Every day, millions of people rely on local news sites, stations, papers, and radio stations to update them on the important events occurring around the world.
In a huge metropolis such as Chicago, journalists have quite a large task before them- covering everything in the city (and let’s face it- there is always a plethora of news in big cities) as well as important statewide news while still informing local citizens about key events occurring in the nation and the world. It’s quite easy to conclude that the Chicago Tribune has their work cut out for them.
Luckily, the design of their web page is a good start for almost any internet surfer; the Chicago Tribune offers a simple, easily-navigated layout with very few advertisements to distract readers. The main page focuses on popular stories, such as local football scores, record-breaking weather, and local news.
Unlike many other news sites that seem to make it a goal to send readers into seizures, the simple layout of the Tribune also means very few advertisements. While using multiple browsers, only one pop-up advertisement was detected, along with a simple (tiny)advertisement for Target department stores in the upper right-hand corner of the main page. The main, most noticeable advertisement on the site is one created by the Tribune for their “ditigalPLUS exclusives,” which upon purchase grants readers access to more stories as well as more in-depth coverage and interviews of other news events (yes, it’s an advertisement for their paywall).
Following what any journalist learns in the first week of classes, the organization of the site is very clearly in “inverted pyramid” style, which positions “important” and widely read stories (such as sports) at the top of the page and stories like “How to spot used car flood damage” at the bottom. This organization not only helps readers find important information and breaking news but it also helps to lure people in; important stories have links to other (possibly less important) stories, which link to other interesting pieces. Ultimately, the reader spends more time reading than was originally intended, and the Tribune has more opportunities to offer up exclusive content behind their pay wall.
Although no concrete information on revenue generated by the Chicago Tribune could be found, complaints often appear on their Facebook page of the appearance of a strict paywall after five premium stories (which can be located by a blue plus sign next to the headline, as seen multiple times here) per month have been read. After the limit has been reached, readers are prompted with an option to pay $14.99 to receive the digitalPLUS package. Paper subscribers also have the option of paying $2 more per month in order to receive access to the exclusive online content offered by the Tribune.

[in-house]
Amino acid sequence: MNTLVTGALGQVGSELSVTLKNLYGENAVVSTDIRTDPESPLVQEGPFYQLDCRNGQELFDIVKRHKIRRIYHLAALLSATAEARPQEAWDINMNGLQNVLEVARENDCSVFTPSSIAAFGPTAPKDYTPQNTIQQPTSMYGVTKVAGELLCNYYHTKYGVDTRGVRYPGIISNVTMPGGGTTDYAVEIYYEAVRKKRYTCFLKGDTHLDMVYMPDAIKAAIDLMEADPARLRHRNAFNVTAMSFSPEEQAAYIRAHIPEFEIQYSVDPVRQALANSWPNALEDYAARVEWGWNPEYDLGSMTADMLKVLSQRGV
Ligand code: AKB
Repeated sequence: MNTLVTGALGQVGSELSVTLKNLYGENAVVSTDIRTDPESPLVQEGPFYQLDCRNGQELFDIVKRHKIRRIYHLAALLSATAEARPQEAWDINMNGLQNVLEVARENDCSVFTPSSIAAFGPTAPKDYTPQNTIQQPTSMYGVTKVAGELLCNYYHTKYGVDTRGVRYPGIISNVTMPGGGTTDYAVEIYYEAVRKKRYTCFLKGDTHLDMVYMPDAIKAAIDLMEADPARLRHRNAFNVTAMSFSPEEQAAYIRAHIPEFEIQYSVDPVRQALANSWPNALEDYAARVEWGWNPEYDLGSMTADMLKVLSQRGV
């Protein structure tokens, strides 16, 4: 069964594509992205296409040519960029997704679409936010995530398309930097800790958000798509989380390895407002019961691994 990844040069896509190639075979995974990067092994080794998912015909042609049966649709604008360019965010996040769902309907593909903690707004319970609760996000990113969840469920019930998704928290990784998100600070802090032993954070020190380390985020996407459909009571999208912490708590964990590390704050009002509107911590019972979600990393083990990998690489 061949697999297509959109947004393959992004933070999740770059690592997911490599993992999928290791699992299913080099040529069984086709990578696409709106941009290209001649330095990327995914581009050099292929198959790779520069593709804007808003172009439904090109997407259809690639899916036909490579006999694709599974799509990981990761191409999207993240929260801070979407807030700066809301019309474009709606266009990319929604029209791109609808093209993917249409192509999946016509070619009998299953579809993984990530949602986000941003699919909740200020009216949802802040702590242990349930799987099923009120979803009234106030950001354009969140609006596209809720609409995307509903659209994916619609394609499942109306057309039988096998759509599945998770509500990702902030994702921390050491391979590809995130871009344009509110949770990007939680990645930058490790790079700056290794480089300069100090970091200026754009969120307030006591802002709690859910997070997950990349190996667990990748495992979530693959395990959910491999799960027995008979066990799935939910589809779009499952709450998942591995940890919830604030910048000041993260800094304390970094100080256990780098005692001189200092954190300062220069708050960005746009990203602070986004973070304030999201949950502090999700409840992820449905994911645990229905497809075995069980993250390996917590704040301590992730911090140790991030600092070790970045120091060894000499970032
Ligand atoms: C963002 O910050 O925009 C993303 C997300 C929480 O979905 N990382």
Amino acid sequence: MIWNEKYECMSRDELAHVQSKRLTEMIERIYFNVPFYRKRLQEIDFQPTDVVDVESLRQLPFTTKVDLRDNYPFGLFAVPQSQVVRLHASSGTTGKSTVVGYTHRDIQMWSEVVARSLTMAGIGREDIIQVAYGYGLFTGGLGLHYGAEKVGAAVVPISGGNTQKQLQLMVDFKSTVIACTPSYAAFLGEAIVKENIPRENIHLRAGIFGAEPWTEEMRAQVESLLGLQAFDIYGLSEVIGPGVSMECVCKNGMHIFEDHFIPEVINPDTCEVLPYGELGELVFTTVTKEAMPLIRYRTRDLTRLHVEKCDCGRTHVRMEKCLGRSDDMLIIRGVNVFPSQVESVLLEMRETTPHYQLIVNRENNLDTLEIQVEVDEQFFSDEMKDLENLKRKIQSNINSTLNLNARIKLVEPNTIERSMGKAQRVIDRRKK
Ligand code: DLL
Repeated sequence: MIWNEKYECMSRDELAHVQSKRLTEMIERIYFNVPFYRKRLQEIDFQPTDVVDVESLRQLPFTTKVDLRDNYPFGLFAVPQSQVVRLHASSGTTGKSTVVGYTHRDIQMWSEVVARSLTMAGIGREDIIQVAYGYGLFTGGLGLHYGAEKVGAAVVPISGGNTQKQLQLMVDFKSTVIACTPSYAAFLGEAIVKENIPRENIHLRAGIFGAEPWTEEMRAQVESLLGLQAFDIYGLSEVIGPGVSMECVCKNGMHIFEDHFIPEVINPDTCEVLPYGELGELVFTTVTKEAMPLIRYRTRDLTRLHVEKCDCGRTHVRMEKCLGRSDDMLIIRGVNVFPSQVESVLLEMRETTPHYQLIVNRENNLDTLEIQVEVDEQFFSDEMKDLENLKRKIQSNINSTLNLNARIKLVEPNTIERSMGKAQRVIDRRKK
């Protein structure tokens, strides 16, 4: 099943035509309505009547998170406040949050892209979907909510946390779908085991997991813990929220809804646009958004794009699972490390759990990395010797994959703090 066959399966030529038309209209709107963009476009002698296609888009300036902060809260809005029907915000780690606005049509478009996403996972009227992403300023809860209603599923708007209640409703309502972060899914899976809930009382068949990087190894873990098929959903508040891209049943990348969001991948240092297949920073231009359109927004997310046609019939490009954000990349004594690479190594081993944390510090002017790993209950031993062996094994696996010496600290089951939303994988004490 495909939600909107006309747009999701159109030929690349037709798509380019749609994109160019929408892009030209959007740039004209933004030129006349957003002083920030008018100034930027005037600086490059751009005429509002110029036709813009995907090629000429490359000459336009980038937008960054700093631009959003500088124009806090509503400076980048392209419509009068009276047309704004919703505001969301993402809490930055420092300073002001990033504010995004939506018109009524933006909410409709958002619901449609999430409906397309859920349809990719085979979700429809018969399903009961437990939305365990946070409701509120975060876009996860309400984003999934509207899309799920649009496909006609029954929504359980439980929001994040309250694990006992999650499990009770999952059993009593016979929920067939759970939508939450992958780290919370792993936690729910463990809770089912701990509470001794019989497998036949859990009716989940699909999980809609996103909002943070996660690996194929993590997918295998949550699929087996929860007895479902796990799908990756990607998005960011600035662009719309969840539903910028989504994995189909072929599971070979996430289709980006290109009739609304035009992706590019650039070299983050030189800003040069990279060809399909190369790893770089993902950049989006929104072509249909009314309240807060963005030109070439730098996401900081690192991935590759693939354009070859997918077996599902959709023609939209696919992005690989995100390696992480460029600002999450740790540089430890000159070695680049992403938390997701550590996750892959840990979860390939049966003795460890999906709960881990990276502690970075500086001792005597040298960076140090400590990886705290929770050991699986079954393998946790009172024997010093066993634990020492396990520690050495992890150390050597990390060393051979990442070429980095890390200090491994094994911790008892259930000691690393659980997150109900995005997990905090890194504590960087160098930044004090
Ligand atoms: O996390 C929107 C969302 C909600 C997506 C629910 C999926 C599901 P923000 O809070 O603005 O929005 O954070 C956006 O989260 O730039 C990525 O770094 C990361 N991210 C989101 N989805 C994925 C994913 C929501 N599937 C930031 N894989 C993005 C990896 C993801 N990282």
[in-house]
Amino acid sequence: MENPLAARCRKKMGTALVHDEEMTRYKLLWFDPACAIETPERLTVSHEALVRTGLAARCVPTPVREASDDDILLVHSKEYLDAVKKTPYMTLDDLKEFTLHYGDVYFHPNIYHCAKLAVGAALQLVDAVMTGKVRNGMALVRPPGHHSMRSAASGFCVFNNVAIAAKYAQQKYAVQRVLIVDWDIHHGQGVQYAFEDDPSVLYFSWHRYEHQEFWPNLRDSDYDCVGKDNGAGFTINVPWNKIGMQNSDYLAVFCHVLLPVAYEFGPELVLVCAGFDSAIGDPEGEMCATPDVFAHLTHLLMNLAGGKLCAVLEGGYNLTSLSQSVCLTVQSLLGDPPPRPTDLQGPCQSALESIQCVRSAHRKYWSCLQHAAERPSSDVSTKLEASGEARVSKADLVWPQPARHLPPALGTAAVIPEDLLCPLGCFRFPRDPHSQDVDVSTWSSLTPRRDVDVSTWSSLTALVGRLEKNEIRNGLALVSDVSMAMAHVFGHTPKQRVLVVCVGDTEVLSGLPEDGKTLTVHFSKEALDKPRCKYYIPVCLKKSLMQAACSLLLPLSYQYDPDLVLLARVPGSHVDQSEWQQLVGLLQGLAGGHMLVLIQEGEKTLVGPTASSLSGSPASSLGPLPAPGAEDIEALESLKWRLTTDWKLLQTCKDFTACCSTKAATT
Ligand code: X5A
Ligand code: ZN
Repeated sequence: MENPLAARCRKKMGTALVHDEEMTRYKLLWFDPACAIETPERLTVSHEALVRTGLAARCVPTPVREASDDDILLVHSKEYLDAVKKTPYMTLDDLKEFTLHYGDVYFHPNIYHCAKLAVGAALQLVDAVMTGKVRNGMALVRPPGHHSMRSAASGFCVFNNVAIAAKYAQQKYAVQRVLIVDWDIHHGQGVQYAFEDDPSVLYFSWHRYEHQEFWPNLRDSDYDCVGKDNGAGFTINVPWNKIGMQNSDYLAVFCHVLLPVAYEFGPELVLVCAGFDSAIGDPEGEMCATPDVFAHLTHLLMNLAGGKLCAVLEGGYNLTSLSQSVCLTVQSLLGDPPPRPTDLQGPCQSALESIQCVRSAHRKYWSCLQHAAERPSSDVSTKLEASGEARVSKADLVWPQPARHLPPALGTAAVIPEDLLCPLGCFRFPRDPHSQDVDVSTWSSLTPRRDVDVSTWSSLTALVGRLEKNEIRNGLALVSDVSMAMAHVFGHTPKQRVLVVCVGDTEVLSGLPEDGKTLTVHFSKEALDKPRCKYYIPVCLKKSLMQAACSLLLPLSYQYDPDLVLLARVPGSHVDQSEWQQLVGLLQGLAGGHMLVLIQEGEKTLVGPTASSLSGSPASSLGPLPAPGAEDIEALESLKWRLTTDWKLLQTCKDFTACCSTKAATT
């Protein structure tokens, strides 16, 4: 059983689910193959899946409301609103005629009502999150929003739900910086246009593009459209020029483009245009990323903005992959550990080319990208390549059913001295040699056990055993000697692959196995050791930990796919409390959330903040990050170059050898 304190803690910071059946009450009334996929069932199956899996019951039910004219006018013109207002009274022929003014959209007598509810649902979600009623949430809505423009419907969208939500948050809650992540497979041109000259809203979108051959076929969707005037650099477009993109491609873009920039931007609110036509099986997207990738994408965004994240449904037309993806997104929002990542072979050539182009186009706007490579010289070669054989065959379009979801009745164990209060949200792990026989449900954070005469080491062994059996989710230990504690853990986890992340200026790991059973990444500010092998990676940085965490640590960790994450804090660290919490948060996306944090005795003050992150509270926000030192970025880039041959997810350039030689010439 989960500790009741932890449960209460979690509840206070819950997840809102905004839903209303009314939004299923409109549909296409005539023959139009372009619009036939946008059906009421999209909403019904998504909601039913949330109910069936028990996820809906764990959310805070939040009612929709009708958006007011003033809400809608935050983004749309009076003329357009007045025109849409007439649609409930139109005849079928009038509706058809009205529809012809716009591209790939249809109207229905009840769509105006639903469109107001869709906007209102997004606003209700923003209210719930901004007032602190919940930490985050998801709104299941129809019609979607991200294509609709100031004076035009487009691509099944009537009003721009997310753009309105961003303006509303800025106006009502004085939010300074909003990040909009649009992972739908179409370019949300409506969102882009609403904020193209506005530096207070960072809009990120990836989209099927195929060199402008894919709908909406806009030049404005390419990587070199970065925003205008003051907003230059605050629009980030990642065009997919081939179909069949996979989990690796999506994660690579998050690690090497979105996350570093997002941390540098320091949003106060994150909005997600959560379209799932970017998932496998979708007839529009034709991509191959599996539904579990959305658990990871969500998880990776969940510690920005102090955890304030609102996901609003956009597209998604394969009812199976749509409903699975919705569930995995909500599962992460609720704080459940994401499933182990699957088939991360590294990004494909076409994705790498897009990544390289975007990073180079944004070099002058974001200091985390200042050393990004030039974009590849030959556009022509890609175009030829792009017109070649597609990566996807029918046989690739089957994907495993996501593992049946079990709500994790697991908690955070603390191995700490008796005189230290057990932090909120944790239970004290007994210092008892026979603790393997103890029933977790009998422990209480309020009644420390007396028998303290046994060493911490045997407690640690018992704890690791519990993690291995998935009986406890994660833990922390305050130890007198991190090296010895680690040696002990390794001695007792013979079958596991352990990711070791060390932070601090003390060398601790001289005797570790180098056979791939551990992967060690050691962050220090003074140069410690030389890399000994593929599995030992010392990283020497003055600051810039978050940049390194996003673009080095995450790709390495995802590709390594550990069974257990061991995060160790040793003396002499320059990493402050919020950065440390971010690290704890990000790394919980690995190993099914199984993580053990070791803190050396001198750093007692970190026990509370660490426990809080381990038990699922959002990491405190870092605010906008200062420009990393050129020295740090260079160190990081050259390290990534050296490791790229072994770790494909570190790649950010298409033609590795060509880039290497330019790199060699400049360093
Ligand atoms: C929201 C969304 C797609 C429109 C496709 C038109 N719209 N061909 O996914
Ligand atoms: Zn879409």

In addition to the main stories down the middle of the page, breaking news stories line the right-hand side in short headlines that allow readers to quickly decide whether the story is important, applicable to their lives, or just plain interesting.
For those who have to read on the go, the mobile access to the website is arguably among some of the best in its field, offering a very simplistic layout that won’t slow down smart phones while still maintaining all of the same content as the main web page. However, the main page of the mobile website does feature a banner advertisement, which is larger (comparatively, for the screen size) than the advertisement for Target on the first page.
Although the layout of the Tribune is superior to almost any I’ve seen, this hasn’t really changed the types of people who are attracted to the page; similar to many news websites, the key demographics of this long tail site include mostly males from 35-49 years of age who make above $100,000 per year (as of 2010).
Perhaps in an effort to keep things simple (and faster for smart phones), multimedia usage on the website remains fairly basic with pictures laid out in almost the same way on every page, little to no slideshows, and minimal (in comparison with some other news sites) usage of video footage.
User-Generated content, giving readers a chance to share their own opinions and receive feedback from other users, can be located under the “opinion” menu at the top of the page. Here readers can find articles, blogs, and letters to the editor written by fellow users. Readers are given the option of “tweeting” a story or sharing it on a Google+ page; interestingly enough, there is no option for sharing a story via Facebook, even though the Tribune utilizes the social media website daily.
All in all, the Tribune’s website makes up for what their Facebook page lacks, and there are absolutely no complaints here.
What do you think about Chicago Tribune’s simplistic website? User-friendly? Outdated? Leave your comments below.